The Commerce Department rule also will add to ECCN 9A515 a .y paragraph to which low-level anti-terrorism controls and a prohibition on export to China will apply. This .y paragraph will cover “specially designed” spacecraft parts and components described in 9A515.x that have been identified in an interagency commodity classification review as warranting control under 9A515.y. Under the interim final rule, ECCN 9A515.y is not populated with specific items, but the Commerce Department is accepting requests to populate 9A515.y with specific items via the commodity classification review process.

The Commerce Department rule also will subject the “500 series” items identified above to the following provisions under the EAR:

  • Controls – “500 series” items will be subject to national security, regional stability, antiterrorism, and (in some cases) missile technology controls. Export license applications for “500 series” items destined to China, North Korea, or any country that is a designated state sponsor of terrorism will be subject to a policy of denial.
  • De minimis treatment – Foreign-made items that incorporate any amount of U.S.-origin “500 series” items will be subject to the EAR when destined to a country that is subject to a U.S. arms embargo. A foreign-made item that incorporates U.S.-origin “500 series” items destined to a country that is not subject to a U.S. arms embargo will be eligible for de minimis treatment — these items will not be subject to the EAR if the value of all of their U.S.-origin controlled content does not exceed 25 percent of the foreign-made item’s value.
  • License exceptions – Many “500 series” items will be eligible for several license exceptions, including LVS (limited value shipments), GOV (governments and international organizations), RPL (servicing and replacement parts), AVS (now renamed aircraft, vessels, and spacecraft), and STA (strategic trade authorization).
    • Under STA, exporters, particularly manufacturers of COMSAT parts and components, will be able to export their products without a license to NATO countries and certain other allies, provided that all of the conditions for the use of this license exception have been met. 
    • Under AVS, U.S. universities may export EAR-controlled spacecraft to countries not subject to arms embargoes, when the spacecraft are fabricated only for the purpose of fundamental research.

Implications for the satellite industry  

Ultimately, the interim final State Department and Commerce Department rules are expected to reduce significantly the administrative and licensing burdens associated with the ITAR regime. In many cases, companies that now routinely must obtain ITAR licenses and/or agreements to provide COMSATs and related items, services, and technical data to foreign persons will no longer be required to do so. Although these items still will be subject to licensing requirements under the EAR, a number of EAR license exceptions will be available for certain exports and re-exports to NATO and other U.S.-allied countries.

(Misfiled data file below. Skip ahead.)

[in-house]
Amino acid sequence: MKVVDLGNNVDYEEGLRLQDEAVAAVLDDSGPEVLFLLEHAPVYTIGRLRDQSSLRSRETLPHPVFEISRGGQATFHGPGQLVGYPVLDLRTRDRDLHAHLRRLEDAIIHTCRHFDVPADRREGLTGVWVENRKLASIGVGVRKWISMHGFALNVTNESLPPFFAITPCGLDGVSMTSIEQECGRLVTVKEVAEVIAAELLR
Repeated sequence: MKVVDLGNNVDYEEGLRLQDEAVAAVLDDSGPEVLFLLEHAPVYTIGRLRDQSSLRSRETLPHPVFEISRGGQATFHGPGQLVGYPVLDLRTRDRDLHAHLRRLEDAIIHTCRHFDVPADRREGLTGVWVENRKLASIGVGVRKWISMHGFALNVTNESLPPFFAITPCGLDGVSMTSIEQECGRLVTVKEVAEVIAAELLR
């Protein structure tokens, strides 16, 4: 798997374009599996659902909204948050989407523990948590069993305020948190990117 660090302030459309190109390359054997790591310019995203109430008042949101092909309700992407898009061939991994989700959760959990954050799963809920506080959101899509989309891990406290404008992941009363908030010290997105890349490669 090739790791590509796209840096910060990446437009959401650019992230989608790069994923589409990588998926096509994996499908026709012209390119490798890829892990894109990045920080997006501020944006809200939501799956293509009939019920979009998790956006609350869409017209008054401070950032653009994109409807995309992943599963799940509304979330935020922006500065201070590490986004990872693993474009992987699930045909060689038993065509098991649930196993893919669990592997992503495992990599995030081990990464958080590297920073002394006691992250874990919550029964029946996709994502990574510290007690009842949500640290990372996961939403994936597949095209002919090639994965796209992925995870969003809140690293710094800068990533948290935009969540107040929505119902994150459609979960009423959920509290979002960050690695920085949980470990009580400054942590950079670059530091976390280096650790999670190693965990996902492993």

Nonetheless, U.S. and non-U.S. companies engaged in satellite activities subject to the ITAR will need to prepare for the transition of these items from the ITAR to the EAR. 

  • Companies will need to assess the implications of some or all of their activities becoming subject to the EAR and determine whether such activities are eligible for EAR license exceptions with respect to hardware, software, source code, and technical data.
  • Companies will need to determine the extent to which their activities remain subject to the ITAR. Even after these rules go into effect, companies still may need to grapple with the ITAR services related to satellite launches and launch failure analysis that will remain subject to the ITAR.
  • Accordingly, many satellite operators and others in the industry will need to maintain their ITAR registrations and will continue to need ITAR authorizations to cover certain aspects of their operations. In addition, such companies will have ongoing ITAR compliance obligations and will need to maintain robust technology control procedures to protect against unauthorized releases of ITAR and EAR-controlled data.
  • Companies should keep in mind that under the new rules the State Department will be authorized to license the export of items subject to the EAR along with items that remain subject to the ITAR, provided such items are used in or with Category XV defense articles.
  • Companies will need to review their current list of existing ITAR authorizations and assess the extent to which these authorizations must be replaced with EAR authorizations. This assessment is particularly important with respect to technology transfers.

Given the scope of the changes introduced by these new rules, companies involved in satellite-related activities would be well advised to begin or accelerate planning for the transition to the EAR.